By Melissa Myers and Michael J. Tucker, Feb. 26, 2015.
Melissa Myers: I gather that life for newly-married same-sex couples can still be pretty complicated with the overlay of some laws that haven’t quite caught up to marriage equality yet.
Michael J. Tucker: You mean Social Security?
Myers: Someone got in touch with Echo saying they were married out of state in 2013, but that his husband died before their marriage became legal in Arizona.
Tucker: That situation is heartbreaking – even though since September 2013, most federal agencies have been recognizing same-sex marriages, no matter where they live, the Social Security Administration is required by federal statute to determine the validity of same-sex marriages based on the state of residence of the couple at the time the wage-earning spouse applied for benefits.
Myers: That’s so confusing.
Tucker: Also, Social Security follows a rule that the survivor benefits will be determined based on the state where the wage earner resided at the time of his or her death. So, in a case like this, Social Security isn’t allowed to treat this couple as married.
Myers: And, isn’t there a duration requirement?
Tucker: Yes. Couples need to be married for at least nine months at the time the wage earner died.
Myers: So, this is a situation that will apply to a very small number of couples, but nevertheless can produce a terrible result.
Tucker: Legally, Social Security isn’t allowed to take into account that the couple had been together for many years before legally marrying.
Myers: It’s important to recognize also that Social Security survivor benefits will not be an important financial factor in most same-sex couples’ marriages.
Tucker: Right. It’s only going to be critical in cases where one spouse had a long earnings record and the other spouse had no employment for tax purposes.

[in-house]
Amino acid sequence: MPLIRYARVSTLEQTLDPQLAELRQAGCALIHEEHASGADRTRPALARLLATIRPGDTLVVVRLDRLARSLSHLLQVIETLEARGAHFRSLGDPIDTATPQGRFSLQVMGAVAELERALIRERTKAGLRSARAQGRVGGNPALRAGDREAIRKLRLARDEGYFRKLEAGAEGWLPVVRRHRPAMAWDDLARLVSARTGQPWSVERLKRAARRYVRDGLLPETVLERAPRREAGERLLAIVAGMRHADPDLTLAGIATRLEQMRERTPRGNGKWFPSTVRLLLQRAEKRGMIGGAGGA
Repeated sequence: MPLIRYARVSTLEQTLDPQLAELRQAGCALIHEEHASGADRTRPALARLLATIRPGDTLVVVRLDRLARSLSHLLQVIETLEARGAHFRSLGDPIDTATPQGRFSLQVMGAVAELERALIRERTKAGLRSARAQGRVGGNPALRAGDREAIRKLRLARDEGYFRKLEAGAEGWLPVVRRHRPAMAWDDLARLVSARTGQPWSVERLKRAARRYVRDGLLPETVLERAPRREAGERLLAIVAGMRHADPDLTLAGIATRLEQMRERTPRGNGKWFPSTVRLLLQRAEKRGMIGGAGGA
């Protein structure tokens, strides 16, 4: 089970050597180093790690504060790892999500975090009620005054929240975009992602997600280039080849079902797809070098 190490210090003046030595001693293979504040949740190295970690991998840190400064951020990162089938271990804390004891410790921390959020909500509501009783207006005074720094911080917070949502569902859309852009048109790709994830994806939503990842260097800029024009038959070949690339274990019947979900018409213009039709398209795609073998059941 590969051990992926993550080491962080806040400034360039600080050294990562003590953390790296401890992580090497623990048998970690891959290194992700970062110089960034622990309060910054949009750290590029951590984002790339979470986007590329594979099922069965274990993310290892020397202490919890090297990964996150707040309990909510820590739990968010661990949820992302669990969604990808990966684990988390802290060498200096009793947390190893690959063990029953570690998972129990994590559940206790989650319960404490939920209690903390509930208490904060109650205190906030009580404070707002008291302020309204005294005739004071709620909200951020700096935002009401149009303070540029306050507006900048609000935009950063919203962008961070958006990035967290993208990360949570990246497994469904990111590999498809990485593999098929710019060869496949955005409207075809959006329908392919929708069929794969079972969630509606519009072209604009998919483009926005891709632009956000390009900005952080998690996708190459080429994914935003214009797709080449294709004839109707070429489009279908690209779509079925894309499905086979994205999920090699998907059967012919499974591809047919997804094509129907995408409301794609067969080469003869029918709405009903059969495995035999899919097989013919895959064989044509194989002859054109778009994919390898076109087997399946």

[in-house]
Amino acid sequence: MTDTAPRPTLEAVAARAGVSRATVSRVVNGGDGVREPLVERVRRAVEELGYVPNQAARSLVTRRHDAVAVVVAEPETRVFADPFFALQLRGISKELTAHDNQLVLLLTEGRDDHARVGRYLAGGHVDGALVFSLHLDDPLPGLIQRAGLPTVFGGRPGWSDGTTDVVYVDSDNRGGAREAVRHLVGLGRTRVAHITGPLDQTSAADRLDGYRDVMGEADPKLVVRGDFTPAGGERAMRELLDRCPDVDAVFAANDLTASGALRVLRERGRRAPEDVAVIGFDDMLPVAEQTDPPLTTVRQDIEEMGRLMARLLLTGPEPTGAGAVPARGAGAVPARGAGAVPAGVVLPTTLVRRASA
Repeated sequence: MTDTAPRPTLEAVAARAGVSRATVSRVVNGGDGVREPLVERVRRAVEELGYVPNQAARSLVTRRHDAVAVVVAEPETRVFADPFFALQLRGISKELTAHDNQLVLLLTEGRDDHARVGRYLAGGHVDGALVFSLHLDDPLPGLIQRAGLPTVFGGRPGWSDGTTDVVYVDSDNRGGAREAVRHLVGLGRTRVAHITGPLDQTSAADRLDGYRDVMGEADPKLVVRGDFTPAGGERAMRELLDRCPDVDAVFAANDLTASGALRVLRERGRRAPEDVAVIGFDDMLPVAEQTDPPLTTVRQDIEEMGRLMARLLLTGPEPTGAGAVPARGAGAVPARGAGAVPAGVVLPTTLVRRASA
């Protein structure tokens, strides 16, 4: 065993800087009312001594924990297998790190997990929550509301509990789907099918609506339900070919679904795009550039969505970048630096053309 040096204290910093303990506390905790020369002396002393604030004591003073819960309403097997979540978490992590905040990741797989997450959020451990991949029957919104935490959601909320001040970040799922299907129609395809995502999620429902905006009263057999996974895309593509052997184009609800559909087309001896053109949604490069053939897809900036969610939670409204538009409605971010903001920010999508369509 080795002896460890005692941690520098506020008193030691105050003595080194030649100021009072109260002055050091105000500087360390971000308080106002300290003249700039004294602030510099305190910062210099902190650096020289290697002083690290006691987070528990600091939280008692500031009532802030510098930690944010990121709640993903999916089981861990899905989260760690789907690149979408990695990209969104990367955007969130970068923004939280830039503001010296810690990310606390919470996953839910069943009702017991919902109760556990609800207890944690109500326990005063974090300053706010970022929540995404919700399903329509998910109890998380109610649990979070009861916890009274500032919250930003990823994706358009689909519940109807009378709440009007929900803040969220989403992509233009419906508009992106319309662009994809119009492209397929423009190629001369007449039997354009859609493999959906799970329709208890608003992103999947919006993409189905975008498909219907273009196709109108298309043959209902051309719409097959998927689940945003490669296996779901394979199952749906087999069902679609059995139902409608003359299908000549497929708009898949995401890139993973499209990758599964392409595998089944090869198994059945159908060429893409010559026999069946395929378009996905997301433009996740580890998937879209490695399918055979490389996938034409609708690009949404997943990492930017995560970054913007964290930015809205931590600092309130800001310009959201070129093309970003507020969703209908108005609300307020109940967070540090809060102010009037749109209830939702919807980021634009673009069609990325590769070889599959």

Myers: These days it’s more common that each spouse will have accrued his or her own earnings record to support his or her own Social Security retirement benefit.
Tucker: Most Americans will qualify for Social Security benefits on their own without relying on survivor benefits based on the earnings record of a spouse who predeceased them.
Myers: Many couples are focused on getting the “extra” Social Security benefits that they perceive they are entitled to by virtue of being married.
Tucker: I’ve noticed that, too. It surprises them that being married won’t be likely to get them any additional Social Security benefit.
Myers: What should surviving spouses in Arizona do to claim any available Social Security survivor benefit if their spouse died before Oct. 17, 2014?
Tucker: The latest conventional wisdom in this area is that all such couples should apply for the Social Security survivor benefit, and they should appeal any denial of their claim.
Myers: That way, their claims are already pending if the law happens to change, either because same-sex marriage equality becomes retroactive as matter of constitutional law across all 50 states or because Congress changes the statute governing how Social Security Administration determines who is married.
This material has been provided for general informational purposes only and does not constitute either tax or legal advice. Investors should consult a tax or legal professional regarding their individual situation. Neither Camelback nor Commonwealth offers tax or legal advice.